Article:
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March 9, 2022

Around the nation: Florida's surgeon general recommends against Covid-19 vaccines for children

Daily Briefing

    Florida Surgeon General Joseph Ladapo announced that the state would recommend against the Covid-19 vaccine for children ages five and older, in today's bite-sized hospital and health industry news from Florida, North Carolina, and Texas.

    • Florida: Surgeon General Joseph Ladapo on Monday announced that the state will be the first to deviate from CDC's guidance and no longer recommend administering the Covid-19 vaccine to children ages five and older. Ladapo made the announcement at a roundtable with Gov. Ron DeSantis (R) as well as several medical professionals who largely oppose CDC's recommendations. Among those who participated in the discussion were Jay Bhattacharya, a professor of medicine at Stanford University, and biostatistician Martin Kuldorff—who were both chief signatories of the Great Barrington Declaration, which advocates for a hands-off approach to the pandemic and instead promotes natural "herd immunity." Ladapo has criticized Covid-19 safety measures, including quarantine, masking, and vaccines. (Sarkissian, Politico, 3/7)
    • North Carolina: Mission Health last month announced that Philip Stahel had been appointed as the health system's new CMO. Stahel, who previously served as CMO for the Medical Center of Aurora, will step into his new role in April. He succeeds former CMO William Hathaway, who left Mission Health to join Mountain Area Health Education Center as its new CEO, effective Feb. 7. (Masson, Becker's Hospital Review, 2/28)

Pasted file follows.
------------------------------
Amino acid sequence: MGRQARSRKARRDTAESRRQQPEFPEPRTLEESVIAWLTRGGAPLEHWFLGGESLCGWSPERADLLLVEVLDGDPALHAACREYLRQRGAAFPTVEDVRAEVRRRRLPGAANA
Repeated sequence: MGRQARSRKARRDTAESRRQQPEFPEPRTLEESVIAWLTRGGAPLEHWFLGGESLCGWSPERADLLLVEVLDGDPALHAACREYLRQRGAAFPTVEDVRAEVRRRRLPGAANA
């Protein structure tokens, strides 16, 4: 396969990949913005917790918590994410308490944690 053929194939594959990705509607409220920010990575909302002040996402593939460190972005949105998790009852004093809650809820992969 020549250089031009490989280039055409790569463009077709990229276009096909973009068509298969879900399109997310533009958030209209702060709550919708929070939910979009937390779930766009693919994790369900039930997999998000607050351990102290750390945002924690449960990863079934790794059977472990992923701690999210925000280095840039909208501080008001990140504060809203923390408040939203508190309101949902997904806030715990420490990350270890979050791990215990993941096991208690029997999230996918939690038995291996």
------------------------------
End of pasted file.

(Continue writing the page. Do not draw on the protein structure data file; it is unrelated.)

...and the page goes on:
• Texas: The American Heart Association (AHA) on Friday announced that it had pledged $20 million for research to better recognize the disproportionate impact of maternal complications and death among Black women, Native American women, and women living in rural areas. Under the initiative, AHA will seek a greater understanding of the link between pregnancy complications and cardiovascular health among women and their children. "The Health Equity Research Network on Disparities in Maternal-Infant Health Outcomes is part of the multipronged approach of the American Heart Association's unprecedented pledge to aggressively address social determinants of health while working to improve health equity for all communities," said AHA President Donald Lloyd-Jones. "We are committing more than $230 million over the next four years to support targeted initiatives and programs addressing health equity, while leading additional efforts to drive systemic public health change focused on improving the social determinants of health and tackling issues of health justice and structural racism head on." (Gleeson, Becker's Hospital Review, 3/4)

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